I also thought the movie was not nearly as good as the book, but I do realize that making a movie from a book that long would be extremely difficult.
Would be interested to hear of a book that you really liked.

message 25: by Emily (new) - rated it 1 star

Emily "Most people" might be a relative term - most people I've talked to in person about the book didn't like it either.

As to some books I really liked:“My Antonia” by Willa Cather

“Rebecca” by Daphne DuMaurier

“One Hundred Years of Solitude” by Gabriel Garcia Marquez

“The Gap Into Power” Series by Stephen Donaldson

“Let the Right One In” by John Ajvide Lindqvist

“Nightwatch” and series by Sergei Lukyanenko

“Like Water for Chocolate” by Laura Esquivel

“The Lord of the Rings” by JRR Tolkien

“The Chronicles of Narnia” by CS Lewis

“A Girl of the Limberlost” Gene Stratton-Porter

The Harry Potter series by JK Rowling

Most things I’ve read by: Tom Robbins, Christopher Moore, Isaac Asimov, Alexander McCall Smith, LM Montgomery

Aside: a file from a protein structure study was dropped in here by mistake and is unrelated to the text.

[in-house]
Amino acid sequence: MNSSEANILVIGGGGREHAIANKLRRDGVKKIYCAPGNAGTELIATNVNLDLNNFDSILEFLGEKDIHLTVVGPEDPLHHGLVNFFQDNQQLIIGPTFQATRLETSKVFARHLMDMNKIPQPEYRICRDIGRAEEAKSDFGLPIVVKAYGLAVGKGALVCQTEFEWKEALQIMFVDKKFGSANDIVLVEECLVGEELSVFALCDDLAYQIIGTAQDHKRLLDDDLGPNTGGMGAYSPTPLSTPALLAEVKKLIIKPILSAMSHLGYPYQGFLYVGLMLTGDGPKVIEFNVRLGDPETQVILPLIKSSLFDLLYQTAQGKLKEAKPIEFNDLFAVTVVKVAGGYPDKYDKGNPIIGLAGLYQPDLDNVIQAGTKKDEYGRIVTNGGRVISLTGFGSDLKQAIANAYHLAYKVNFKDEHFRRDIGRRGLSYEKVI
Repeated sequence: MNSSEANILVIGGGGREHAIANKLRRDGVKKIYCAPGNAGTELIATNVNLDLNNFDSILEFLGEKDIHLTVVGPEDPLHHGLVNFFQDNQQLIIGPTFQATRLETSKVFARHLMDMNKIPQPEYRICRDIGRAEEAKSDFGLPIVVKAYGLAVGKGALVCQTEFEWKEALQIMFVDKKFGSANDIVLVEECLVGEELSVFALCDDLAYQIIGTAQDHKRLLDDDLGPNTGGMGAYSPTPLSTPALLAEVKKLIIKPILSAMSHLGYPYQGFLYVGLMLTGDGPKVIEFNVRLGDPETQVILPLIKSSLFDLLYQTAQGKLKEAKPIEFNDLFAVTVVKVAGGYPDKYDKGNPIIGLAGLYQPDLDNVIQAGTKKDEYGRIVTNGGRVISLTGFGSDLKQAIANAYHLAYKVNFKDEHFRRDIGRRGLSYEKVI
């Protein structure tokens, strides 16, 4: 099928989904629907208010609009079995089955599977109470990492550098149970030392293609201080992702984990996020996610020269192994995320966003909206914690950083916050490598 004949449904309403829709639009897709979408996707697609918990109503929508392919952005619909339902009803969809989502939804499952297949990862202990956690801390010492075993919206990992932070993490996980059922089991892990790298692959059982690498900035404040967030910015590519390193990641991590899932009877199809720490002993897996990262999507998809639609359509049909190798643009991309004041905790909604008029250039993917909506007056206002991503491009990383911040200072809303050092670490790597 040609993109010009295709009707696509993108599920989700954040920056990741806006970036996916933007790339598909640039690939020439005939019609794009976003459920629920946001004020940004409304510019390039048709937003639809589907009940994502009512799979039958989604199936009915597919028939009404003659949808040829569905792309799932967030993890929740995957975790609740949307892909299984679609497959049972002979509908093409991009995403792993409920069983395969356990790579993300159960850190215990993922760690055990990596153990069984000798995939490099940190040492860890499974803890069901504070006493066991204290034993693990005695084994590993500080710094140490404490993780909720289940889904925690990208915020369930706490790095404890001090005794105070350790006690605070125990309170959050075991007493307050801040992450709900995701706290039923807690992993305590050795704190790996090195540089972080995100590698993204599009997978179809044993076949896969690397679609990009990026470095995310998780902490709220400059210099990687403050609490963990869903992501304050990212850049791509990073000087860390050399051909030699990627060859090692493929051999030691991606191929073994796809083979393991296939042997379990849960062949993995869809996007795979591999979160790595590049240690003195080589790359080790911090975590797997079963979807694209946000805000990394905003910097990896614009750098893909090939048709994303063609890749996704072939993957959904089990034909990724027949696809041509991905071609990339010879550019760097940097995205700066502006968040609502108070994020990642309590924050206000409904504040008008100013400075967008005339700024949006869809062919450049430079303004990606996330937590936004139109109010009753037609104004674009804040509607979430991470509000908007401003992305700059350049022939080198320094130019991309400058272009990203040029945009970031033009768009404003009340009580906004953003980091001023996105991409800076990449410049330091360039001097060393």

message 26: by B (new)

B Great list! Thanks, gives me some ideas for new reads.

One of my favorites is "A Confederacy of Dunces" by John Kennedy Toole, a very clever and funny book.
Another favorite of mine is "Shibumi" by Trevanian. His other books sucked!!!

1luvbooks I do hate Scarlett, and I can appreciate your point of view, but there was also something that just made me keep reading. For me, there were a FEW redeeming qualities and characters.

Célia Loureiro «She could at least felt bad about it or something». Well, at times, she did. But she didn't let it bring her down. And in life did you often see strong, determinated people, crying over the work fellow who wasn't promoted because he/she was?